Documents on the Fight for Real History

David Irving

[Photoby Michael Hentz, for
The New York Times]

Letter to the Editor of
The Sunday Telegraph

[Not published]

The Sunday Telegraph
The Letters Editor
1 Canada Square
Canary Wharf
London E14 5AR

Withholding Public Records from Court Actions

London, October 19, 1997

NOTWITHSTANDING what Christopher Booker wrote (Oct. 26) there must be deep concern at the manner in which the Foreign Office and the Ministry of Defence withdrew half a dozen files of wartime documents from the Public Record Office (PRO) at the request of two or three former officials, already retired to private life. The removal of these records from the public domain had the clear effect of perverting the course of justice in the libel action brought by Lord Aldington against Count Nikolai Tolstoy over allegations concerning the British Army's delivery of tens of thousands of Cossack prisoners and Yugosav nationals to their enemies, with fatal consequences, in 1945.

As has now been proven by Ian Mitchell in The Cost of a Reputation , key files of the wartime Foreign and War Offices which upheld Tolstoy's historical arguments were withdrawn from public scrutiny at the PRO on dates between 1987 and 1989 and not replaced until the trial was over - the FO not restoring the most crucial item, FO.1020/42, to the public domain until November 1991. By that time Tolstoy had lost the action (in November 1989), being ordered to pay 2m damages and costs to the plaintiff, and had seen his appeals founder too.
I might add that my own experience was very different. In 1969, when I was forced to defend the libel action brought by Captain J E Broome, DSO, RN, against my publishers and myself (Broome v Cassell & Co Ltd., which now enlivens every law student's curriculum) the Admiralty disclosed many still-secret records equally and without favour to both myself and the plaintiff's lawyers, including even the products of signals Intelligence. (The "ultra" secret was not finally made public until 1974).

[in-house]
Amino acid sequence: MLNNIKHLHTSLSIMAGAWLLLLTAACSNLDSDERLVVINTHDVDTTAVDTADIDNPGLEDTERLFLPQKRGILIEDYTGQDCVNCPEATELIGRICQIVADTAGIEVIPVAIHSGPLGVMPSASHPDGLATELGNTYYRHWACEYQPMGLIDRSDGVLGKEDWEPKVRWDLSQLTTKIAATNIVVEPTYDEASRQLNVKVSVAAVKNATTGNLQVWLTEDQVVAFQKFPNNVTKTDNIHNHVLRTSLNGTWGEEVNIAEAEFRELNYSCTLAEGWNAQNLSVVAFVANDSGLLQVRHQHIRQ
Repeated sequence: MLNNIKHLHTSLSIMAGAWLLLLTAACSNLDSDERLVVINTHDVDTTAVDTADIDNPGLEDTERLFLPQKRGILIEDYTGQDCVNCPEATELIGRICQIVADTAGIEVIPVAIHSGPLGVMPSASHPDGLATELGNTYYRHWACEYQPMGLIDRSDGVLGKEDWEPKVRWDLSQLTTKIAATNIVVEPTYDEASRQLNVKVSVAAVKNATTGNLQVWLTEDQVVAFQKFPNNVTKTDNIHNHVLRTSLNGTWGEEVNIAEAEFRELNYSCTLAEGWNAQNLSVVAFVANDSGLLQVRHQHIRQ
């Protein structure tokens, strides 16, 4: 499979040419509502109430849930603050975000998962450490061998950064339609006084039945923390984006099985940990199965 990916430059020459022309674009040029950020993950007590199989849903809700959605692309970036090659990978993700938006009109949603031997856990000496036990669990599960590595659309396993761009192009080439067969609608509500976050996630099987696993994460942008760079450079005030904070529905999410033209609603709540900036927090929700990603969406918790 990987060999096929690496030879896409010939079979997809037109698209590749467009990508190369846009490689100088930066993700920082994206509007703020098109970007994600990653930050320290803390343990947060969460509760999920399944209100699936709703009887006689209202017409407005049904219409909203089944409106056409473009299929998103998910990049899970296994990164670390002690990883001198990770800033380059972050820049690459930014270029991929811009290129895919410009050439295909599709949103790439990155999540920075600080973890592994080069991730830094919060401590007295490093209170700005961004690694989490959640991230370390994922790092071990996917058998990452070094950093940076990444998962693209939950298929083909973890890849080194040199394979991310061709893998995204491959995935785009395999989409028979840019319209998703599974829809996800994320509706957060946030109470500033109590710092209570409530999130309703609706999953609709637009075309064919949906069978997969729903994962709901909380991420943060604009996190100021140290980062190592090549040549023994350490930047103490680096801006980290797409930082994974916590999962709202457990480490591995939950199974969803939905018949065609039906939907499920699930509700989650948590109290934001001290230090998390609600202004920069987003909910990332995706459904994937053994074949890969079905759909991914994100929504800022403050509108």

Historians are already at the mercy of government departments which arbitrarily decide which records shall be released and which retained ad infinitum (among the latter: wartime FO files on Japan, and the transcripts of Rudolf Hess's conversations and of Winston Churchill's wartime telephone consultations with Franklin Roosevelt).

It is quite wrong that when a writer like Tolstoy succeeds in painstakingly filling in the gaps from other sources, he should be at the mercy of a fickle old boys' network - whether it be of Masons or ministers, Old Wykehamists or Conservative Party officials or whatever - which conspires to hound him and his family to ruination.

In the Tolstoy case there was a lynching, a demonstrable interference with the course of justice, and there must be a criminal inquiry into who abetted it. The PRO keeps the most excellent computerised records of all who draw upon its resources, so it should not take too long to get to the bottom of this scandalous affair.

It must not be that the guilty parties, without a murmur of embarrassment or regret, merely shrug their shoulders, close ranks, cover their tracks, and get away with it.

Yours faithfully,
David Irving

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